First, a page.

How to avoid scams, viruses and other Internet threat
The Monday after Thanksgiving has become known as the biggest online shopping day of the year, with companies offering discounts galore to entice customers. But it’s also a day that scammers hope to use to their benefit by trying to lure in victims with offers that sound too good to be true. From fraudulent auction sales to gift card, phishing and social networking scams and more, cyber-crime schemes are ever-evolving and, unfortunately, still successful. Here are some tips you can use to avoid becoming a victim of cyber fraud:
- Purchase merchandise only from reputable sellers, and be suspicious of websites that do not provide contact information; also be wary if the seller only accepts wire transfers or cash.
- Do not respond to or click on links contained within unsolicited (spam) email.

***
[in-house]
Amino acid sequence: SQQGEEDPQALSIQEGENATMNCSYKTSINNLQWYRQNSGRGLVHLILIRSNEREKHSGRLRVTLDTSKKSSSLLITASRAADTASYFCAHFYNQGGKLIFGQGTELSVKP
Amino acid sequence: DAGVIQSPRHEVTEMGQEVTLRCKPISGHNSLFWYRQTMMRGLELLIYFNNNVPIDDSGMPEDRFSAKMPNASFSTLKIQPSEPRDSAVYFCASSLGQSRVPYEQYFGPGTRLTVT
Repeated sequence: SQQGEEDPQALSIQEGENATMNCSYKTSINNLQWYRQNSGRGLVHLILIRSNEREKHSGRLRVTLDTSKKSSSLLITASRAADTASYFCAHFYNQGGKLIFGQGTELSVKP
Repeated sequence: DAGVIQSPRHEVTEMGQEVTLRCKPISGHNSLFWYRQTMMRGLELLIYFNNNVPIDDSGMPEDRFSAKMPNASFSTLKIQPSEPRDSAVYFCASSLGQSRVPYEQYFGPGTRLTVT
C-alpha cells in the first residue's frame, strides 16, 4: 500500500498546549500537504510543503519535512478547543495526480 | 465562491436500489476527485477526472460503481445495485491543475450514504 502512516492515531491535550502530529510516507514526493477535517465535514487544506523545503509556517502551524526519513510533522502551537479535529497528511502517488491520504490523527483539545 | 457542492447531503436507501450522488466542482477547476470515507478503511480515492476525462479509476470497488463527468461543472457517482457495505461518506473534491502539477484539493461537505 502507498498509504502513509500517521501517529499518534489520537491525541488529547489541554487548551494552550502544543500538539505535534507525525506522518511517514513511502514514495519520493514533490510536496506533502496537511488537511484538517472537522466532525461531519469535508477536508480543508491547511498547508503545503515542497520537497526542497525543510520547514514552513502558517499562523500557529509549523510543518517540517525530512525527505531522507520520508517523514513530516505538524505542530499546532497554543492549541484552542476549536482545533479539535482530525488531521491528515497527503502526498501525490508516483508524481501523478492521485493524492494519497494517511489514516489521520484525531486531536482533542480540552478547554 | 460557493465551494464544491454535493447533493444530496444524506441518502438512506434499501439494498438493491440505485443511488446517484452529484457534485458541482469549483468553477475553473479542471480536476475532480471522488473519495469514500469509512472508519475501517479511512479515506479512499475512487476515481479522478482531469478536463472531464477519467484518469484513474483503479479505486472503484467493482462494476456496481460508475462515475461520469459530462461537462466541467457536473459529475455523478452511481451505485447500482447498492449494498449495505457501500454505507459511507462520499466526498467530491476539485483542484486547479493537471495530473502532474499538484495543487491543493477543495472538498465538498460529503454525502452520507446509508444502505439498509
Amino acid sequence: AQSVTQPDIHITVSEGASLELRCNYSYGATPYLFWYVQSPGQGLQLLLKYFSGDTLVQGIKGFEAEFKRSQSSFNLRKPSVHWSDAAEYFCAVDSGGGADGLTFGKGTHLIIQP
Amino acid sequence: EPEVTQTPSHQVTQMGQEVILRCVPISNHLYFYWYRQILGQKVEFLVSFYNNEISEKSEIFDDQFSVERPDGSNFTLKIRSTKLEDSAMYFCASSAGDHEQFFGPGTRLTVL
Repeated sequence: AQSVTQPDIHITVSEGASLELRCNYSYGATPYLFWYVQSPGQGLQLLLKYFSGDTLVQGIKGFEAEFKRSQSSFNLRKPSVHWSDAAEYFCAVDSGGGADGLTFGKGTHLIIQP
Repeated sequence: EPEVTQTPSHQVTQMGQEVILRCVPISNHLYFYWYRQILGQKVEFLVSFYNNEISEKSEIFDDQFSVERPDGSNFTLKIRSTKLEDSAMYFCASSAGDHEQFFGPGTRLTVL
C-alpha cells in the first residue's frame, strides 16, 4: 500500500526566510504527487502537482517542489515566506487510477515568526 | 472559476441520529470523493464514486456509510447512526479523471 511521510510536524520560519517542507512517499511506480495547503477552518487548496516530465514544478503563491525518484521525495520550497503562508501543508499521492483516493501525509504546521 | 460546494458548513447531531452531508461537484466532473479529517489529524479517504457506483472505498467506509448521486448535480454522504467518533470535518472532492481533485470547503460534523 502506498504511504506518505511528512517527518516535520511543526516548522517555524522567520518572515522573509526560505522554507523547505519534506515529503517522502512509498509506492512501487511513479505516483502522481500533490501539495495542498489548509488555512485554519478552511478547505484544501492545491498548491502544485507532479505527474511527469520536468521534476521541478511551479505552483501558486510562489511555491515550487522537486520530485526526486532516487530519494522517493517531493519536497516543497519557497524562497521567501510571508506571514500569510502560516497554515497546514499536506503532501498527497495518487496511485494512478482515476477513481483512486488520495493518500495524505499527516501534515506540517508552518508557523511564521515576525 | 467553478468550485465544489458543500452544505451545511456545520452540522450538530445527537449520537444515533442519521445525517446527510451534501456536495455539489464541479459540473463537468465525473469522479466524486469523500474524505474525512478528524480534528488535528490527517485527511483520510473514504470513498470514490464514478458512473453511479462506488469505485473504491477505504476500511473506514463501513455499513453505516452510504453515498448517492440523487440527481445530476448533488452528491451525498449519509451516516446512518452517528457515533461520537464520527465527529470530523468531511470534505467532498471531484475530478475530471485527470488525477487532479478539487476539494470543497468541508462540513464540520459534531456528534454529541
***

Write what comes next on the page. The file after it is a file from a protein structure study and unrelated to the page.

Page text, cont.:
- Be cautious of emails claiming to contain pictures in attached files; the files may contain viruses. Only open attachments from known senders. Scan the attachments for viruses if possible.
- Sign in directly to the official website for the business identified in the email instead of linking to it from an unsolicited email. If the email appears to be from your bank, credit card issuer or other company you deal with frequently, your statements or official correspondence from the business will provide the proper contact information.
- Contact the actual business that supposedly sent the email to verify that the email is genuine.
- If you are encouraged to act quickly or there is an emergency that requires your attention, it may be a scam. Fraudsters create a sense of urgency to get you to act quickly.
- Remember—if it looks too good to be true, it probably is.